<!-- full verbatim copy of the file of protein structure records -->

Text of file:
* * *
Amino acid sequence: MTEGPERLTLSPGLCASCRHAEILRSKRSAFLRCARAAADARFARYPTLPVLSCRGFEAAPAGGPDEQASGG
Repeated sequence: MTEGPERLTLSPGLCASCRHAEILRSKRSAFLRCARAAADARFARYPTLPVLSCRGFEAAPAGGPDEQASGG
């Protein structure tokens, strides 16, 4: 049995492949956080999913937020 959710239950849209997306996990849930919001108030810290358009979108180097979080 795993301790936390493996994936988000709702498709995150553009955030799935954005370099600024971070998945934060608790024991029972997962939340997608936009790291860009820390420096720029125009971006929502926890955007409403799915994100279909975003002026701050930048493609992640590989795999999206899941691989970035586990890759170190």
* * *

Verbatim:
Amino acid sequence: MTEGPERLTLSPGLCASCRHAEILRSKRSAFLRCARAAADARFARYPTLPVLSCRGFEAAPAGGPDEQASGG
Repeated sequence: MTEGPERLTLSPGLCASCRHAEILRSKRSAFLRCARAAADARFARYPTLPVLSCRGFEAAPAGGPDEQASGG
């Protein structure tokens, strides 16, 4: 049995492949956080999913937020 959710239950849209997306996990849930919001108030810290358009979108180097979080 795993301790936390493996994936988000709702498709995150553009955030799935954005370099600024971070998945934060608790024991029972997962939340997608936009790291860009820390420096720029125009971006929502926890955007409403799915994100279909975003002026701050930048493609992640590989795999999206899941691989970035586990890759170190």